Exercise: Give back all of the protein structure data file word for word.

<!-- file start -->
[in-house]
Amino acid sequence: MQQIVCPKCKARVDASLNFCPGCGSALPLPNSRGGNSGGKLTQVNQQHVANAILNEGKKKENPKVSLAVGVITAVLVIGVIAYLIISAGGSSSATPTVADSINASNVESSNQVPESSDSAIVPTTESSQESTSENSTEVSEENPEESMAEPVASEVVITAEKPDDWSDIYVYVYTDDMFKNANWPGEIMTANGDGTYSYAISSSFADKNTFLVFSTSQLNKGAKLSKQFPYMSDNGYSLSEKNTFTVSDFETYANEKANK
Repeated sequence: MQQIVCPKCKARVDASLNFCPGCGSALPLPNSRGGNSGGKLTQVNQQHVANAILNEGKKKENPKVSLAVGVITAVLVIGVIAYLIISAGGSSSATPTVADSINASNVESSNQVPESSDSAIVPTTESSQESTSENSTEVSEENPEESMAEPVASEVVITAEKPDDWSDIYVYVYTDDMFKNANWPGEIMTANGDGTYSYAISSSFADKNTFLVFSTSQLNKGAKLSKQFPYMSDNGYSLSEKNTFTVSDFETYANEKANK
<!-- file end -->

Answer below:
[in-house]
Amino acid sequence: MQQIVCPKCKARVDASLNFCPGCGSALPLPNSRGGNSGGKLTQVNQQHVANAILNEGKKKENPKVSLAVGVITAVLVIGVIAYLIISAGGSSSATPTVADSINASNVESSNQVPESSDSAIVPTTESSQESTSENSTEVSEENPEESMAEPVASEVVITAEKPDDWSDIYVYVYTDDMFKNANWPGEIMTANGDGTYSYAISSSFADKNTFLVFSTSQLNKGAKLSKQFPYMSDNGYSLSEKNTFTVSDFETYANEKANK
Repeated sequence: MQQIVCPKCKARVDASLNFCPGCGSALPLPNSRGGNSGGKLTQVNQQHVANAILNEGKKKENPKVSLAVGVITAVLVIGVIAYLIISAGGSSSATPTVADSINASNVESSNQVPESSDSAIVPTTESSQESTSENSTEVSEENPEESMAEPVASEVVITAEKPDDWSDIYVYVYTDDMFKNANWPGEIMTANGDGTYSYAISSSFADKNTFLVFSTSQLNKGAKLSKQFPYMSDNGYSLSEKNTFTVSDFETYANEKANK